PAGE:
The first ERTMS track in Norway was opened just before Christmas 2013 on the Østfoldbanen Eastern line in the county of Østfold, bordering Sweden. Both the building and the test phase will be important in the project phase which will follow. The tests have been very successful and a full-scale test will be run through January 2013. So far the response from train drivers, as well as suppliers, has been very positive.
The Eastern line in Østfold has been chosen because there are no commercial trains currently running in that area, so the system can be tested without disturbing other traffic. During the winter we will carry out even more testing and we will add imaginable incidents and discrepancies to stress the system and thus harvest valuable experience.
A huge contract
The project aims at inviting offers from suppliers by the end of 2014 with the view of signing contracts in 2015. We are now working at full-speed to create specifications and make plans. An international team that was established during the autumn of 2013 now consists of more than 50 people, and is still growing. The project is known internationally and contributes to the recruitment of several European experts. But we will need even more as time goes by. One of our main challenges will be to possess the best competence at all times.
We are well aware that the establishment of ERTMS will forever change the way we have been used to work, and we know that the result of the job we are doing will forever change the daily chore for passengers and the transport of goods. At the same time it will be a challenge to carry out the education of personnel in new on-board systems and to order the re-building of trains. We also know that the processes of type approval, certification and authorisation that will have to be carried out will have to be done within the time limits defined by the project. For the time being we are working hard to complete specifications, certifications and authorisations, new traffic rules and to put in place a new organisation for governance, operations and supply. We think the contract is large enough to gain constructive dialogue within the market.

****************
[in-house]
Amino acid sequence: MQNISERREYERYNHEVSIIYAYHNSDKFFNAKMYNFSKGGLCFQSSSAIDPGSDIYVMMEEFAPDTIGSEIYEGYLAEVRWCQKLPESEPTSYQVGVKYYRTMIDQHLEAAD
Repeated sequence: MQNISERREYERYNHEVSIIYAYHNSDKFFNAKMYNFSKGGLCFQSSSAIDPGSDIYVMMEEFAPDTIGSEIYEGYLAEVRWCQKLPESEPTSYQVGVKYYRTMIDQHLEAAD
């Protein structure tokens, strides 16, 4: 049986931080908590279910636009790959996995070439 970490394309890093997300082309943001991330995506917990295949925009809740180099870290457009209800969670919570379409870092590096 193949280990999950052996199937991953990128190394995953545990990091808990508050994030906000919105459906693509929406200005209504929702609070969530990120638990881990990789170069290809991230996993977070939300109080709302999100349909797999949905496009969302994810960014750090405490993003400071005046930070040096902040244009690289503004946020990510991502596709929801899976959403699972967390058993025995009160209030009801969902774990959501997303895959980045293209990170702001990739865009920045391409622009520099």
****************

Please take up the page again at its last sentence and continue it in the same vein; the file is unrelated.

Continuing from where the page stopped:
Scope and migration
An important premise for the ERTMS Implementation Plan and its migration strategy is that currently planned or on-going infrastructure projects will be carried out according to existing plans. These projects will therefore install conventional signalling systems (Class B system in Norway is Ebicab 700), and that will place them on the rear part of the ERTMS-migration schedule.
The migration then could have two possible strategies for implementing ERTMS: either trains or railway infrastructure can be double-equipped with both ERTMS and the national Class B system at the same time.
Jernbaneverket has concluded that the rolling stock having both signalling systems installed (ERTMS and a Specific Transmission Module – STM) will be the most suitable and efficient solution before the full implementation of ERTMS.
Equipping the existing rolling stock (approximately 600 vehicles of 83 types) has then to be coordinated with this implementation plan. The Norwegian railway network is already equipped with GSM-R, and the Implementation Plan assumes that it will be used in the future together with the ERTMS system.
Eivind Skorstad is a telecommunications engineer and has a Master of Management degree from the BI Norwegian Business School. He has almost 20 years of experience in the Norwegian railway marketplace working in the fields of GSM-R and telecommunication.